Tuesday, October 13, 2020
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Nobel Prize: Economist finds out about win when neighbour knocks on the door | Science & Tech News

Nobel Prize: Economist finds out about win when neighbour knocks on the door | Science & Tech News
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Receiving an unexpected knock on the front door in the early hours of the morning does not usually bring good news – but it is how one man found out he had won a Nobel Prize. 

Economist Paul Milgrom won the prize for economics alongside his colleague Robert Wilson for their work benefitting sellers, buyers and taxpayers around the world.

But the prize’s organisers had been unable to reach Mr Milgrom, so Mr Wilson took it upon himself to let his colleague know about their win.

“You know, I was asleep and my phone is set not to take calls from unknown numbers,” Mr Milgrom said. “So, they never got through to me.

“But there came to be a knock at my door and my co-winner, Bob Wilson, who also lives across the street, came over and was knocking at my door and saying, ‘Paul, wake up! You’ve won the Nobel Prize!'”

Mr Milgrom stammered for a moment before saying: “Wow.”

Security footage at Mr Milgrom’s home captured the moment he found out in the early hours of the morning.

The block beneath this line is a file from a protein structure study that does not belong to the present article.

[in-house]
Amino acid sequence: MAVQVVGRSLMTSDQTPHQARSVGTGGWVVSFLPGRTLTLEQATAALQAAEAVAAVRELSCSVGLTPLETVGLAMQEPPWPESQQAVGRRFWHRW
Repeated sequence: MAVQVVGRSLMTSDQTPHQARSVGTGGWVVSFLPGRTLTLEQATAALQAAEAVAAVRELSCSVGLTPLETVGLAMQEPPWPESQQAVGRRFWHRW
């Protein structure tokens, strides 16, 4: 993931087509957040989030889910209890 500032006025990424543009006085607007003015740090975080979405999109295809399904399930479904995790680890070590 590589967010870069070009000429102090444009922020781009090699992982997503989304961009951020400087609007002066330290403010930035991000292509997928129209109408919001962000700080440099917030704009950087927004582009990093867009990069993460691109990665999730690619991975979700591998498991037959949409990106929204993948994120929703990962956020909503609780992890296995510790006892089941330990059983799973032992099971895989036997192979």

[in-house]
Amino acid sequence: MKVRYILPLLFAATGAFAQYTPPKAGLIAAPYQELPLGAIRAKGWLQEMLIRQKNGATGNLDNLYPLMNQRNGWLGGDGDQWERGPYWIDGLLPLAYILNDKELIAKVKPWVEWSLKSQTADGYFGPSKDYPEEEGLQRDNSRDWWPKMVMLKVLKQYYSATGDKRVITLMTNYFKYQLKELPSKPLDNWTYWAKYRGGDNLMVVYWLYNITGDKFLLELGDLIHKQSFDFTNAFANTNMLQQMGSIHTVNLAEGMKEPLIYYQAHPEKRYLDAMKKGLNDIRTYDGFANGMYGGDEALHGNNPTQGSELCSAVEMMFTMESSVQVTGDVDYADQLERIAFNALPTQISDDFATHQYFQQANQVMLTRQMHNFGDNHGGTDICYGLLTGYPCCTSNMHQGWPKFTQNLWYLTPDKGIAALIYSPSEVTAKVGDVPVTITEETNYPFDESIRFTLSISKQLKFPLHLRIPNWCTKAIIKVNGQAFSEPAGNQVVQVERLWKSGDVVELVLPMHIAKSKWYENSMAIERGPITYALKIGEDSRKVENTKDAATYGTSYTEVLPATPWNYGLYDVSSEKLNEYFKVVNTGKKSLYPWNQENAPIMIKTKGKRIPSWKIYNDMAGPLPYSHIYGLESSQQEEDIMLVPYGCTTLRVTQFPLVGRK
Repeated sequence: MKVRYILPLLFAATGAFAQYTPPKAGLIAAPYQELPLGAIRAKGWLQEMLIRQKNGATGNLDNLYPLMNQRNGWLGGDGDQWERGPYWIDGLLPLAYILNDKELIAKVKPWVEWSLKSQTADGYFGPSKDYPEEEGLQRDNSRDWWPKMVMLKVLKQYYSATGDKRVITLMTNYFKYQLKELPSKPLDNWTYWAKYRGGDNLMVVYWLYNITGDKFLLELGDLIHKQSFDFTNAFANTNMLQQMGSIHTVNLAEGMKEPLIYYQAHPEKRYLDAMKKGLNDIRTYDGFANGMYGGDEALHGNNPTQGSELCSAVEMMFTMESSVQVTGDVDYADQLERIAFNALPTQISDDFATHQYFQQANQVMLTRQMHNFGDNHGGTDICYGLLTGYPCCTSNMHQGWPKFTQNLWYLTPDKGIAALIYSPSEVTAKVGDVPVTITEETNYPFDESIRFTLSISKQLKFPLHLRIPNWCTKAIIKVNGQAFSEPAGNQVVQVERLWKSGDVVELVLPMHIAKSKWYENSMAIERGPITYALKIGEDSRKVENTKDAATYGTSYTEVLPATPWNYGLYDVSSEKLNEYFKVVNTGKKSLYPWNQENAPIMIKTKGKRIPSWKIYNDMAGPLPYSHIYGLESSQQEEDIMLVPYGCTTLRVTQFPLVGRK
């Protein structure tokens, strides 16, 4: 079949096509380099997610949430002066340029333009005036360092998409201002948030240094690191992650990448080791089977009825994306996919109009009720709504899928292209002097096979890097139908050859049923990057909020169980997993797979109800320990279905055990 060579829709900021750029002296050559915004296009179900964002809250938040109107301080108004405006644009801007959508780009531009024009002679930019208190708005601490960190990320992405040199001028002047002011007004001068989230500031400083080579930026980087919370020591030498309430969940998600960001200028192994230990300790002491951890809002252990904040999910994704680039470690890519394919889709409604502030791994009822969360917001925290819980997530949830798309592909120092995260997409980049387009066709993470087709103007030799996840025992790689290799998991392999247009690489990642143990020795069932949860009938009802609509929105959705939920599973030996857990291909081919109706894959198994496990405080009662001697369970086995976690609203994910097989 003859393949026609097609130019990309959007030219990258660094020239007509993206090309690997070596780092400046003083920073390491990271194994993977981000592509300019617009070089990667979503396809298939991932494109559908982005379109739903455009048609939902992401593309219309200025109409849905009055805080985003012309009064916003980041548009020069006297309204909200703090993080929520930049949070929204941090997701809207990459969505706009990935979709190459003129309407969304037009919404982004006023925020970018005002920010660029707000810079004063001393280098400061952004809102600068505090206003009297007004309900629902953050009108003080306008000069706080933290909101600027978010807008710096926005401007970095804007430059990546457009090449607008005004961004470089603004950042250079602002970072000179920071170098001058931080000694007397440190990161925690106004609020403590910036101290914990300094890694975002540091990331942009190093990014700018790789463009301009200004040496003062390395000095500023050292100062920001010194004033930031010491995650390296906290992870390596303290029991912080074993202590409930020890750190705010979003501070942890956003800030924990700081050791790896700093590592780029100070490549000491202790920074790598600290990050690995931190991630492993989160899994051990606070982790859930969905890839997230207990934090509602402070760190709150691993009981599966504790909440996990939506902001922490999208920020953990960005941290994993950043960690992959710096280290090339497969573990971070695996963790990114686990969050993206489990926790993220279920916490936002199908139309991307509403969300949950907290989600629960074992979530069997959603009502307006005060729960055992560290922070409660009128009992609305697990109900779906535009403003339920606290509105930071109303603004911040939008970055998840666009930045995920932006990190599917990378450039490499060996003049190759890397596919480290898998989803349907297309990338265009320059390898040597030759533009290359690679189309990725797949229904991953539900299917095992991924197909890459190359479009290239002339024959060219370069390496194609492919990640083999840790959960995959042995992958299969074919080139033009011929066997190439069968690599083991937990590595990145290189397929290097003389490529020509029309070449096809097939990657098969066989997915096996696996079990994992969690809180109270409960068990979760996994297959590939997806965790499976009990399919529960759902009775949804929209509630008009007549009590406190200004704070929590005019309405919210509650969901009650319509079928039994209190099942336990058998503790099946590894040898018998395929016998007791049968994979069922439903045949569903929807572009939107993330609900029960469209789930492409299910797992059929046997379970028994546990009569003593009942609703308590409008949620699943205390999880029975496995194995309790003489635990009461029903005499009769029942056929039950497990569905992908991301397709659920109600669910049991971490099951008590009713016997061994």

Both men are based at Stanford University in the US and won for their auction formats which have been used to sell radio frequencies, fishing quotas and airport landing slots.

Mr Milgrom remained humble about his prize win, although his work has been used for good.

“This is economics. It’s not the Nobel Peace Prize or something, it’s not like I’ve gone out there and helped people settle a war,” he said.

Their win was announced in Stockholm by Goran Hansson, secretary-general of the Royal Swedish Academy of Sciences, rounding off a week of Nobel Prizes.

The committee said their work showed “why rational bidders tend to place bids below their own best estimate of the common value,” that is, “the value which is uncertain beforehand but, in the end, is the same for everyone”.

It also featured an explanation of how bidders try to avoid the so-called “winner’s curse” of overpaying.



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